Significant increases in total dog-facilitated physical activity were observed at 3-months rather than 1-month follow-up. This is in line with habit formation research which suggests that it takes 18 to 265 days to form a habit . As physical activity behaviour is complex and multidimensional , a longer time may be required to change behaviour and for a new habit to be formed. Similar findings were reported by Richards et al. who found that significant increases in family dog walking in the intervention group only occurred at 6 months and were also sustained at 12 months . A longer intervention and follow-up period would enable further investigation of the time taken for family dog walking and dog play behaviours to change and to be maintained, as well as the factors influencing dog-facilitated physical activity becoming habit or routine in families.
At baseline approximately 60% of families walked their dogs more than once a week, and this increased to more than 75% at follow-up. In contrast, similar aged children (5-6 years and 10-12 years) in an Australian cross-sectional study engaged in family dog walking at most once or twice a month (parent-report) . However, children in the CPET study had similar dog walking frequencies as the current study - children walked with their dogs 2-3 times a week . Similarly in the current study, more than 80% of intervention children played with their dog three or more times a week across all time points. Data from another Australian study reported 70% of primary school-aged (5-12 years) children played with their dog at least once in the past week . These findings highlight the need for further epidemiological studies to establish population levels of dog-facilitated physical activity in children. This could be added as single items to routinely collected national health and wellbeing surveys.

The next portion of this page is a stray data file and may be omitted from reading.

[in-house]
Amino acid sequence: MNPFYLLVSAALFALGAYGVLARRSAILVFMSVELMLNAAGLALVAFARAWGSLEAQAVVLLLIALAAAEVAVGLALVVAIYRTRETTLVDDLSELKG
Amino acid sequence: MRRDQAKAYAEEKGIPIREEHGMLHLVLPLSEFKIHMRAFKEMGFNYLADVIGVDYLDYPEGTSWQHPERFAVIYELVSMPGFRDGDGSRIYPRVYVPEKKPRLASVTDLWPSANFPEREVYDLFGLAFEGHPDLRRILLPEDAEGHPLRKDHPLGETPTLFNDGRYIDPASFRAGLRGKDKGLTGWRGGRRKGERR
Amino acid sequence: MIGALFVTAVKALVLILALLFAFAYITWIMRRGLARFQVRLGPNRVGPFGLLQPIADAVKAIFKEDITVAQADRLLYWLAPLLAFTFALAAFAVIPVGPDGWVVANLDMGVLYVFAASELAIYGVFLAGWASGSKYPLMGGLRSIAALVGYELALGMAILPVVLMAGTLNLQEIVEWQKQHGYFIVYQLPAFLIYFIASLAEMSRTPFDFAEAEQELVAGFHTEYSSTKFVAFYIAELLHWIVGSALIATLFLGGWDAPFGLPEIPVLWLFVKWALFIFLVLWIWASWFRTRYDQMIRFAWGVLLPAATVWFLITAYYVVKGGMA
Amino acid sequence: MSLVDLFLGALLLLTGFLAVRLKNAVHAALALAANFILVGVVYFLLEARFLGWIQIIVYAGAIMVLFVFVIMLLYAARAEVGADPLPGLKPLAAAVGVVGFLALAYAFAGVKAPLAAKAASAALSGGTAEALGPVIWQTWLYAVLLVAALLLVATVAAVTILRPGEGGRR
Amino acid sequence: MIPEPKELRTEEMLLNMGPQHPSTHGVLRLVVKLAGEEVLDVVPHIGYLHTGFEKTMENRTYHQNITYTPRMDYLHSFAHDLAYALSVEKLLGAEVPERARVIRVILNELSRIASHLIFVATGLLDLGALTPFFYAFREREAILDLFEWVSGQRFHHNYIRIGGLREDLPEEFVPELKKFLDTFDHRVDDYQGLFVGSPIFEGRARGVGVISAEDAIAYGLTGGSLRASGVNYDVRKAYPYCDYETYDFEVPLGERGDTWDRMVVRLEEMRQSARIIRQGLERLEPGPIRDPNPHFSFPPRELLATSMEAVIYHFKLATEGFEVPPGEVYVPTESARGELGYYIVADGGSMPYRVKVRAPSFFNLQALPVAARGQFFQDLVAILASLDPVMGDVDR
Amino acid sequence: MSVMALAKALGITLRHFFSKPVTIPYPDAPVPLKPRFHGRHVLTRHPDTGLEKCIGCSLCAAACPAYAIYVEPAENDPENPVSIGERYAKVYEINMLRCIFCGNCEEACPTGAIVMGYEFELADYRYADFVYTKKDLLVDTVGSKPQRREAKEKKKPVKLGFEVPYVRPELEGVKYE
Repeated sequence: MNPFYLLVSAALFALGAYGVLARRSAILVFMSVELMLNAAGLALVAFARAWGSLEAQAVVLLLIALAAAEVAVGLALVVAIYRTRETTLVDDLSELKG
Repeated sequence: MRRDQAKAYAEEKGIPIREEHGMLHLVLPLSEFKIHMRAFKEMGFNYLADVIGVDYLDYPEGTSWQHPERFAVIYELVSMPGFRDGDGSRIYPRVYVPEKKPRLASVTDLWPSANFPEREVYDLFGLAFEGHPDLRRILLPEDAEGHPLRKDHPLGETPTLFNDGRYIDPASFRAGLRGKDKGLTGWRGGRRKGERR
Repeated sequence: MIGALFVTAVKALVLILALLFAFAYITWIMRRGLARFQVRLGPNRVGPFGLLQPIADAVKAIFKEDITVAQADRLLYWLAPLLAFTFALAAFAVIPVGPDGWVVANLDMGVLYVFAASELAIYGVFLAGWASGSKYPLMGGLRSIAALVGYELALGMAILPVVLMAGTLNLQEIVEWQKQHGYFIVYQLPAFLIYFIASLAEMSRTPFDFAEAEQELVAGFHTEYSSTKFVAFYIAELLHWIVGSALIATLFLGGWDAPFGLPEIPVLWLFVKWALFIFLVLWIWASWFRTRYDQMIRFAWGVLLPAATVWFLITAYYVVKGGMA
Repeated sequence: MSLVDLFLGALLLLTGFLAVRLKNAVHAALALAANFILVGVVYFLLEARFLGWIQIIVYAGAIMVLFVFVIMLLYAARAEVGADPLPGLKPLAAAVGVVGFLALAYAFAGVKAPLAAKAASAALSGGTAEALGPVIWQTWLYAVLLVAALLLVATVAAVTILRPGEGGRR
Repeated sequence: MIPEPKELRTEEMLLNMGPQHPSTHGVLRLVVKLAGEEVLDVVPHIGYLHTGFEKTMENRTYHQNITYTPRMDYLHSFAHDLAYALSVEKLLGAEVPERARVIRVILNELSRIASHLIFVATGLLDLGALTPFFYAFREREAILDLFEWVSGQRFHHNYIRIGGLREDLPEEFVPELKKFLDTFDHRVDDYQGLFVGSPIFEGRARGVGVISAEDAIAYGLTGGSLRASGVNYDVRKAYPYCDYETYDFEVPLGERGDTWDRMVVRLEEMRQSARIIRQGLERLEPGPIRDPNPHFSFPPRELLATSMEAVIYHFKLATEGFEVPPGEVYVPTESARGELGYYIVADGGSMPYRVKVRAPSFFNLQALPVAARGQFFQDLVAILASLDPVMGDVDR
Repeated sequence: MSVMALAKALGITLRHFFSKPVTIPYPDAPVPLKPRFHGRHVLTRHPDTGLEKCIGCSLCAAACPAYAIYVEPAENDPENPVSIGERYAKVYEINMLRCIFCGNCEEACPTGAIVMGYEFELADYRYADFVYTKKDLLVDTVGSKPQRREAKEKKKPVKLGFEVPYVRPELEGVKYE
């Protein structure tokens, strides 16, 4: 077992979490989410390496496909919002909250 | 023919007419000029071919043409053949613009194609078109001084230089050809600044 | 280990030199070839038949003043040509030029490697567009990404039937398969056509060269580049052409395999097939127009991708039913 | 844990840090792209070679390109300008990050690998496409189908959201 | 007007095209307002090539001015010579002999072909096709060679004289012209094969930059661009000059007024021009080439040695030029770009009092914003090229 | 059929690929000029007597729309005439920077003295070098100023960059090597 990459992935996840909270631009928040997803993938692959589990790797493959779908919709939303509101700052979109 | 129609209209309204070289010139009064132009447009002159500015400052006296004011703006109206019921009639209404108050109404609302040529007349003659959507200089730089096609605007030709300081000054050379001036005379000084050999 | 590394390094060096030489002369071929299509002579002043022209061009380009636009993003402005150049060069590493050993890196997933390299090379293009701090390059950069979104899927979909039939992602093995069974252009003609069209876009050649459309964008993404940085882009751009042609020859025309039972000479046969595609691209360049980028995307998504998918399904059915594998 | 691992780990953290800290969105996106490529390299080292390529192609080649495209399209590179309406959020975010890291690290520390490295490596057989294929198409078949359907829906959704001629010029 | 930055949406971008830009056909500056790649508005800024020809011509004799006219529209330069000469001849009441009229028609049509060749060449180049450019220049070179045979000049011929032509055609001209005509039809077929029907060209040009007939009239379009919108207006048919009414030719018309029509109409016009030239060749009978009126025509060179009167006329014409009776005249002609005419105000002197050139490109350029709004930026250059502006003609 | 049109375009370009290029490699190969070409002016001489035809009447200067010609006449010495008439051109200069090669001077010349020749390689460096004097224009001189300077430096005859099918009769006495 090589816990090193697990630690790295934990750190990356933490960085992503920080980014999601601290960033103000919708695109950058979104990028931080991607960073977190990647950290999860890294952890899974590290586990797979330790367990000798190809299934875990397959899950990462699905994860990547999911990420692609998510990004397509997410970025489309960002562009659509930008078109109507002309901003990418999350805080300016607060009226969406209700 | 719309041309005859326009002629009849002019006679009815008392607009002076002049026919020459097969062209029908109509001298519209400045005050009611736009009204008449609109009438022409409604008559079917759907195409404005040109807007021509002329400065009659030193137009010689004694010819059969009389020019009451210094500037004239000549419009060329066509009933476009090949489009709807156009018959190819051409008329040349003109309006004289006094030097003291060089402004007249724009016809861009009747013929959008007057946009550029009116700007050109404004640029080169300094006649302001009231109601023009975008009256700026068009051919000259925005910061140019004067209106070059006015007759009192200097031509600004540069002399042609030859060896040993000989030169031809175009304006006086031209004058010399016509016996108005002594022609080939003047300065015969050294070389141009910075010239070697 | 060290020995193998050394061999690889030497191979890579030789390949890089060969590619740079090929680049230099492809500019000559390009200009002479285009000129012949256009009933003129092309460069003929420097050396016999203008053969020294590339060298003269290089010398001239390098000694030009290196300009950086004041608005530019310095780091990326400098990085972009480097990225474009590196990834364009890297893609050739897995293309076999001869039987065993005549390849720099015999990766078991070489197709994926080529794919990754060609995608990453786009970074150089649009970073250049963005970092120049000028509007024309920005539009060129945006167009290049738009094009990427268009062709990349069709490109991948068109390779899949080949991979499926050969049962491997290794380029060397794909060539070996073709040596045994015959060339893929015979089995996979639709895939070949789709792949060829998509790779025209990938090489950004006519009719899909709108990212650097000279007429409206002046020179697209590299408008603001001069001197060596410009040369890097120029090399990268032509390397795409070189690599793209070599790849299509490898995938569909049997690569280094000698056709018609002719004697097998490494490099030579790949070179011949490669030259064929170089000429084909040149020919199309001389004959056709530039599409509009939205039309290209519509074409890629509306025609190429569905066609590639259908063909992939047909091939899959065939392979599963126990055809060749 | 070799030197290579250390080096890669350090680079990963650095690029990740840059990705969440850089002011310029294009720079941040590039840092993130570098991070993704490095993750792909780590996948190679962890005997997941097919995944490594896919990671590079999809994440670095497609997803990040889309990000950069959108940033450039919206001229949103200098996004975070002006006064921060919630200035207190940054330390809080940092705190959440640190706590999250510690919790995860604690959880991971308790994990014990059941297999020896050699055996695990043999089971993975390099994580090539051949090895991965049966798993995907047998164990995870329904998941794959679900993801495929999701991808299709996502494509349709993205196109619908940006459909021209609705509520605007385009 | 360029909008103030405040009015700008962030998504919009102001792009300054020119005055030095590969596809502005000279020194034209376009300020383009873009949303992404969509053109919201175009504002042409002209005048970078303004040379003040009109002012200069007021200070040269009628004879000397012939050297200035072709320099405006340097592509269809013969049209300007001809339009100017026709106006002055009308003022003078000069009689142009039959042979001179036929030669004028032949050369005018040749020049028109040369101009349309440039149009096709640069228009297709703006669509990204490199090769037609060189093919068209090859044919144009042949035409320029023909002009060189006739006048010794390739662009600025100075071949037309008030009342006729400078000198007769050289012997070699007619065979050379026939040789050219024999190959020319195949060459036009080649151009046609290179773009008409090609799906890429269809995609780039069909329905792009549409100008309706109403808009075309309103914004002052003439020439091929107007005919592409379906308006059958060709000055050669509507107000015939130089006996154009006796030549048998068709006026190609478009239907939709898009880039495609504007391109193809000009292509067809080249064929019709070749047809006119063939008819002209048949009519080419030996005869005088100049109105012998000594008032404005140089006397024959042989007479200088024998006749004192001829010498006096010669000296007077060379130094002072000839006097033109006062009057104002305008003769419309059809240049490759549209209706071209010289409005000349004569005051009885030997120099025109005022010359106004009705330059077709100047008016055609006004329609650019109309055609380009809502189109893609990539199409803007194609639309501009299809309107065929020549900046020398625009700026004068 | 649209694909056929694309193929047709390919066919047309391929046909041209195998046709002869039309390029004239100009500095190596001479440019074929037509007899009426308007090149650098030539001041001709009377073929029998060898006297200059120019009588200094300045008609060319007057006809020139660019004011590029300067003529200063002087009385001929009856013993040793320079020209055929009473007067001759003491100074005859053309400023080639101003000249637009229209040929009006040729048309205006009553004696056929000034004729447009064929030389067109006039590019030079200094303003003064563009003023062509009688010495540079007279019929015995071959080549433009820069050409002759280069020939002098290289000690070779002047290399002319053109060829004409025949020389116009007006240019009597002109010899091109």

Parents play an integral role in supporting and managing young children’s physical activity opportunities [40, 41]. Yet, parent and family busy lifestyles are a barrier to children’s unstructured physical activity including family dog walking and dog play . However, it has been suggested that dogs may alleviate children’s and/or their parents’ concerns about neighbourhood safety by providing a sense of protection from personal harm . Future studies could investigate if dog-facilitated physical activity interventions impact parent and child perceptions of safety and facilitate more family dog walking and child independent mobility.